Yeah, [New York Times columnist] Thomas Friedman is the classic example of how to play the game. I think most of the other reporters there thought I was a bit insane. Clyde Haberman, the Times Jerusalem bureau chief, once said, "Hedges will parachute anywhere, with or without a parachute." That was how they saw me. They were not wrong. I had too much of that hyper-masculine bravado that comes with being a war correspondent. I was also acerbic and blunt. This was not part of the paper's culture.
I was covering the war in Yugoslavia. Roger Cohen [another marquee-name, roving correspondent for the Times] dropped into Sarajevo as soon as the ceasefire started.
He was based in Paris at the time. He had been my predecessor in the Balkans. He asked me what stories I'm working on, and I say, "I'm doing this and this and this and so on." So then I go off into Bosnia somewhere, and while I'm gone, he stole my stories. He was gunning for a Pulitzer for his Balkans reporting.
He took what you had written?
No, I hadn't written them yet. He took my story ideas and did them. We later had a dinner in Paris with all the Times foreign correspondents. Roger -- who's a snake -- says to me in front of all the other foreign correspondents and the foreign editor, in this kind of saccharine voice, "Chris, I heard you've been saying things about me behind my back?" And, I said, "No, Roger, there's nothing I've ever said behind your back I wouldn't say to your face. You're a sh*t." You don't do that at the Times. It shows a failure to exhibit the right decorum. At the Times you knifed your rivals or colleagues in the back, but you do it with finesse and cloying hypocrisy and...
A certain corporate gentility?
Yes. That's it. The Times is a fear-ridden place. But it wasn't fear-ridden for me. I didn't care. I knew reporters who showed up for work and the first thing they did was go to the bathroom and throw up. It was an unhealthy place. These reporters and editors cared so much about having the "imprimatur" of the New York Times that the paper was able to carry out sustained forms of psychological abuse.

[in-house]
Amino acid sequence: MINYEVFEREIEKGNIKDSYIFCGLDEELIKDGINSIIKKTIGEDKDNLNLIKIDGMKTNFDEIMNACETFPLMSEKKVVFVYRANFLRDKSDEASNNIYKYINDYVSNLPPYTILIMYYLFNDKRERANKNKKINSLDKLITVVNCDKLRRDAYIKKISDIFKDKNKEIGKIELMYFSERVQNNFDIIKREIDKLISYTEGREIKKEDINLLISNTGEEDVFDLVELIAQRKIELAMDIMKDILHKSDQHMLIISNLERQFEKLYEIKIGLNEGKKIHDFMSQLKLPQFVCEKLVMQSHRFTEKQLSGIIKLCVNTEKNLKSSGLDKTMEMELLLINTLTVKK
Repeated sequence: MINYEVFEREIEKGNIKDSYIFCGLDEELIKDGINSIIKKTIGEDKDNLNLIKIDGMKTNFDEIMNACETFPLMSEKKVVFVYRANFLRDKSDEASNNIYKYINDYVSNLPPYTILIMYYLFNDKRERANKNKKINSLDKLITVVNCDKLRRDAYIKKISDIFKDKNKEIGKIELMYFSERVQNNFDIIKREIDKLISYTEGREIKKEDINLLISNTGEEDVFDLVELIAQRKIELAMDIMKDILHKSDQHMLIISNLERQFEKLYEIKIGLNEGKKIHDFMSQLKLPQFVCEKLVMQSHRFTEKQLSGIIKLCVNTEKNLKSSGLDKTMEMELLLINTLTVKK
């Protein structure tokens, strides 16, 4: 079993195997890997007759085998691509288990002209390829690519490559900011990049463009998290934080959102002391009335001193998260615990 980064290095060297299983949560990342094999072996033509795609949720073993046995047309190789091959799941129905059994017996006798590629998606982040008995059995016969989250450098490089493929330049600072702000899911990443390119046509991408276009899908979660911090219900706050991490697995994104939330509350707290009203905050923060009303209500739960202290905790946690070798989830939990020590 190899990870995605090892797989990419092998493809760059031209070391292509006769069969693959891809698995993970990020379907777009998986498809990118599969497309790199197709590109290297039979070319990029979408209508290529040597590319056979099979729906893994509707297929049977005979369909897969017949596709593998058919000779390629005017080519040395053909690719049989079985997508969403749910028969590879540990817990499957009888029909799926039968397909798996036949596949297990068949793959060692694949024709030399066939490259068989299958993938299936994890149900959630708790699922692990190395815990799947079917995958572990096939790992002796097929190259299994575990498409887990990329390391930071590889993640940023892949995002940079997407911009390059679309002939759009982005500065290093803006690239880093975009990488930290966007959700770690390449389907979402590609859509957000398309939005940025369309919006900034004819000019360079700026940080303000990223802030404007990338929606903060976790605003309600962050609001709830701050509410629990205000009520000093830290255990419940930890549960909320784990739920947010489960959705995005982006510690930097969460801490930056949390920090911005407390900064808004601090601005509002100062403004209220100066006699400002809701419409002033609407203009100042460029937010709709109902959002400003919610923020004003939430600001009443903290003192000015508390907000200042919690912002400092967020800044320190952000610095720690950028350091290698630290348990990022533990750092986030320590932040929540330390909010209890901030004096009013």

So, on the one hand, I protected myself because I didn't play the game. On the other hand, it meant I was never going anywhere -- in terms of rising within the hierarchy. Never. Those who rose in the paper had to prove over many years that they were pliant and obsequious to power. They had to endure this corporate hazing. They had to prove that the institution came before all else -- including their own colleagues. They had to internalize the unwritten motto of the Times: Do not significantly alienate those on whom we depend for money and access. You can alienate them some of the time. But if you start to alienate them a lot of the time, your career is over. This unwritten mantra set vague, undefined boundaries that contributed to the deep anxiety that dominated the newsroom. Reporters had to intuit how far to go and intuit when to back off.
Those that persisted in reporting stories that made the elites uncomfortable, like Charlie LeDuff, who cared about the marginalized and the poor, who wanted to write about issues such as race and class, increasingly had to run into walls erected by the editors. You either conform or, as Charlie did, quit. The Times consciously caters to an audience of roughly 30 million people it has defined as the country's economic and political elite. It does not care about the middle class. It does not care about the working class. And it certainly does not care about the poor. The bulk of the paper, with its special sections such as Styles or Home, addresses the concerns of the rich -- maintaining a second house in the Hamptons. Those sections expose its bias.
Reporters who are too obtuse, or too stubborn, to conform become management headaches. If they persist, they are pushed out. This is why, I expect, most people at the Times are so unhappy. They have surrendered their independence and often their integrity. They are nervous about crossing the line that will see them singled out. It is a very hard high-wire walk they have to negotiate.
So the fear that gripped these men and women in the newsroom came from the fact they couldn't see a life for themselves beyond the New York Times. It was the end-all and be-all?
Yes, it was just like Harvard. The attitude was not we are lucky to have you. It was you are lucky to be here. And since so many people at the Times had worked so hard to get there, they bought into this attitude.
And for you, you could imagine a life outside the Times.
Yes, I cared far more about what I covered. I wanted to make voices that were shut out heard. This pretty much guaranteed that I would have to eventually find a life outside the Times.
But there must have been occasions when you appreciated working for a newspaper with the power of the Times.
Of course -- I used the power of the Times, but I didn't allow the institution to own me. And that's the tragedy of the paper. You have a lot of talent at the paper. But they are utterly deferential to authority. They invest tremendous energy into finding out what editors like them or whether their stock at the paper is going up or down. It's a Byzantine court. I was the last person to hear the institutional gossip. It saved me from anxiety. But it also hurt my career. I didn't know what was going on. I would get blindsided and not know it was coming.
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